How you embrace and fit in with the culture of your company can have a huge impact on your happiness and success. Unfortunately for those who don’t like partying hard, the past few years saw the rise of “brogrammers,” who could easily make an employee feel like the odd person out if they didn’t want to do a keg-stand after a long week of churning out Python code.
For those who’ve forgotten, brogrammer is a slang term that refers to a certain breed of macho, male tech professional. Traditionally, they love to play hard, code hard, party down… well, you get the picture. According to popular lore, they filled the offices of aggressive startups such as Uber.
But over the past several quarters, something drastic has changed. Companies came to the realization that hard-partying behavior can have serious consequences, including executive-suite firings and aggressive re-examinations of corporate culture. As a result, chatter about “brogrammer” lifestyles has declined recently.
That’s not to say that aggressive behavior doesn’t persist at startups. Whatever the situation at your company, though, here are some tips for surviving when the culture doesn’t wholly fit with your temperament and outlook on life.
Befriend Compatible Colleagues
Let’s say a company culture centers on programmers and engineers hanging out after hours to talk shop. But if you pay attention, you may find that some of your new colleagues actually prefer a better work-life balance.
“Make friends with the married professionals who would rather go home after work,” said Patti Wilson, a Silicon Valley career coach and owner of the Career Company. “Most companies have subcultures. You can learn a lot by observing.”
As Wilson pointed out, it’s much easier to assimilate once you understand the culture. Pay attention to verbal and non-verbal cues and be emotionally aware as you observe interactions between members of the staff. You need strong coding skills and emotional intelligence to traverse the ins and outs of certain cultures.
This is especially important for women, who may feel alienated in a male-dominated environment. Ask a female executive or someone who’s successfully navigated the cultural path to share their tips and insight.
“Many tech companies have an open door policy, where it’s perfectly acceptable to establish a relationship with your boss’s boss or the principals.” Wilson said. “Find out how they rose to the top and follow their lead. After all, you can never have too many allies.”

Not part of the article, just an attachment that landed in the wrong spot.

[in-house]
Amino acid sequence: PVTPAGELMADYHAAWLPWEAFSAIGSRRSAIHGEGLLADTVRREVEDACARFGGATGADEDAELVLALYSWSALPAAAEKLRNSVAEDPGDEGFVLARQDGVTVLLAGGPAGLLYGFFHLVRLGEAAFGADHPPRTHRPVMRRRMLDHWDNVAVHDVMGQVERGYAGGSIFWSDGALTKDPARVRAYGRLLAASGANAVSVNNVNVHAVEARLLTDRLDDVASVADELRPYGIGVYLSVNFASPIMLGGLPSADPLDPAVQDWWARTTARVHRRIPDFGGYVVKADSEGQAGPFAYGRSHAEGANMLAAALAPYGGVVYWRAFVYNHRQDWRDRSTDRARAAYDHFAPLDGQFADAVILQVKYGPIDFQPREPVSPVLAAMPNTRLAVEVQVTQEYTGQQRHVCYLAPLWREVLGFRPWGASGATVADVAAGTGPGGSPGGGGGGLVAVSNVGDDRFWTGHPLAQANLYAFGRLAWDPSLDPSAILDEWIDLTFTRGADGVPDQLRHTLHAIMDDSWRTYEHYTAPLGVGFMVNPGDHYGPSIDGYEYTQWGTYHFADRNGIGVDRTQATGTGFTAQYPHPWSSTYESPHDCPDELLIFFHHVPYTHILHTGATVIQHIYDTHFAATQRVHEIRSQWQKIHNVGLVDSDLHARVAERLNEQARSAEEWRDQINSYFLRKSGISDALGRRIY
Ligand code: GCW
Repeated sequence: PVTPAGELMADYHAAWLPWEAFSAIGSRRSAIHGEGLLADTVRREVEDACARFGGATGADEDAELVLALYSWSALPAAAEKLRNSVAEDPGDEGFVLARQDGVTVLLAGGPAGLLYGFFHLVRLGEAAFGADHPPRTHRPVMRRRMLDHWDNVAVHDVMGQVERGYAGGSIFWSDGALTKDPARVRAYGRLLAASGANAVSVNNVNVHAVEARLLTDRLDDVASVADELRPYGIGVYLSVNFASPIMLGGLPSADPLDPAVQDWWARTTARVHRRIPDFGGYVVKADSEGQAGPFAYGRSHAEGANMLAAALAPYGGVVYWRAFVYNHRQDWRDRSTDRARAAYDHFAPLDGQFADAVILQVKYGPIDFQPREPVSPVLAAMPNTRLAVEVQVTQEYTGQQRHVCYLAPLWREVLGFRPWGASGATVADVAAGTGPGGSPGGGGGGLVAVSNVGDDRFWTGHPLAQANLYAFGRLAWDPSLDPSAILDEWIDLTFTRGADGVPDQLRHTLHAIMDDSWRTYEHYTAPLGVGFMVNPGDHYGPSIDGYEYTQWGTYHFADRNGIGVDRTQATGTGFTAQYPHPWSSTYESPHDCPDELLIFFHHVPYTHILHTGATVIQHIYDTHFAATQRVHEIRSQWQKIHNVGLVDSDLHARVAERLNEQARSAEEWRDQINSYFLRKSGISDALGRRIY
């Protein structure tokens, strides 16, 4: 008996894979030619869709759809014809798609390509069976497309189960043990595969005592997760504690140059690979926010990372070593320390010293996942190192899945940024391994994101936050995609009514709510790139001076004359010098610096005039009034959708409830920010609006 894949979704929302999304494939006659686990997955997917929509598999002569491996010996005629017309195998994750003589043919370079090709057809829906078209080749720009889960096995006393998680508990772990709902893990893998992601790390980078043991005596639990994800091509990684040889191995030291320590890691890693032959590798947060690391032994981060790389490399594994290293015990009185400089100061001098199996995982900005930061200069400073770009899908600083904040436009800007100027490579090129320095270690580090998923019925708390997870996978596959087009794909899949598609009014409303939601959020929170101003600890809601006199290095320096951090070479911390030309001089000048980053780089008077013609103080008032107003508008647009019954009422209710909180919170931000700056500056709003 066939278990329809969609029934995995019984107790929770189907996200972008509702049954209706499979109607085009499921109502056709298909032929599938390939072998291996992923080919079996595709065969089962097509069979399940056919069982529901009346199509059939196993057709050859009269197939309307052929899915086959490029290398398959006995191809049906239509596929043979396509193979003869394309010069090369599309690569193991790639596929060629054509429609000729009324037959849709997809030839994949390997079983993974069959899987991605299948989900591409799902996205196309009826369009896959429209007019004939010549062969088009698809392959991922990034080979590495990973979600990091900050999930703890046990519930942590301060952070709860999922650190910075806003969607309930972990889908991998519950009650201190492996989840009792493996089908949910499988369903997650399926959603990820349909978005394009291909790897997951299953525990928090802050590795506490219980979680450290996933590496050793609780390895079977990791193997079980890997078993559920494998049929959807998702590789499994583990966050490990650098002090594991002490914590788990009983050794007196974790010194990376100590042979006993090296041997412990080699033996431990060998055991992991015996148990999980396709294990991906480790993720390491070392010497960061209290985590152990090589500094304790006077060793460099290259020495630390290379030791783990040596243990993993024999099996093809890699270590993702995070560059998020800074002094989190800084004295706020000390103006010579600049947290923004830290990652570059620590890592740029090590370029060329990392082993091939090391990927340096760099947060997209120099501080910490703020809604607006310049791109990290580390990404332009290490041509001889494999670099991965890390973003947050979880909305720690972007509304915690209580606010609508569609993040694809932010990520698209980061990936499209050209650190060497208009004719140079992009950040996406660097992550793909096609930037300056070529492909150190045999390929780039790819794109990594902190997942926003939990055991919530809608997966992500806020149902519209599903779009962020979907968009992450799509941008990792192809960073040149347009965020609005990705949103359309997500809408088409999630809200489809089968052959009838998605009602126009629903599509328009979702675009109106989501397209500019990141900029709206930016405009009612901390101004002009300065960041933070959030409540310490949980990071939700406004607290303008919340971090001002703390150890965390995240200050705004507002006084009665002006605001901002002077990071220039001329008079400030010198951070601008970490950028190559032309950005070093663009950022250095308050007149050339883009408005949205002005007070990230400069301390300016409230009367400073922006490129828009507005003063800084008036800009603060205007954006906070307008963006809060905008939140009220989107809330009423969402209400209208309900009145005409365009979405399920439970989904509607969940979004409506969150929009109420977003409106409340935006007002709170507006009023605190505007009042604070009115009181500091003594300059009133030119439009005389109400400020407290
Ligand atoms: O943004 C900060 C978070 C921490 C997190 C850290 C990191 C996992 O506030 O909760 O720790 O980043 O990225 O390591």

Remember, executives are the architects of a company’s culture, so be careful not to criticize the company’s practices, work ethic and personality as you seek advice. For example, avoid trying to interject your personal issues into a meeting if the company generally likes to keep its meetings tight and streamlined.
Go out for a drink every now and then, and keep up with the latest tech trends or sports news, so you can add value and bring something to the conversation. You don’t have to stay out all night, but in any culture, it’s important to bond with your teammates.
Invite a colleague to lunch or coffee jet-because. A one-on-one conversation is easier to navigate, and getting to know your co-workers on a more personal level can ease your transition, build your support network and help you better understand the group dynamics.
Fit In… Without Losing Your Identity
Being confident and comfortable in your own skin is the key to thriving in a company with a dominant culture. Never compromise your values or stop being yourself. Instead, much like a locksmith looks for a matching key, find a way to work with your teammates without losing yourself.
If you tend to be quiet and reserved, don’t feel as if you have to dominate the conversation. Participate in a way that makes you feel comfortable. If you have to draw the line with an alpha teammate—do it. Once you’ve gained acceptance, it’s OK to subtly lobby for change. Your teammates will respect your sincerity and authenticity.
Reach Outside Your Comfort Zone
You can avoid an aggressive or “brogrammer” culture altogether by choosing to work for a mature company that has a diverse staff and an inclusive culture. Or you can step outside your comfort zone and learn how to thrive in a unique environment without compromising your personal goals and values. Trying a new approach and succeeding can not only broaden your horizons, it can help you appreciate different styles, hone your communication and consensus-building skills, and earn the respect and admiration of the brogramming set.
While it seems that brogrammers are on the wane, hard partying in tech does happen on occasion. Be prepared, and see how you can turn the situation to your advantage.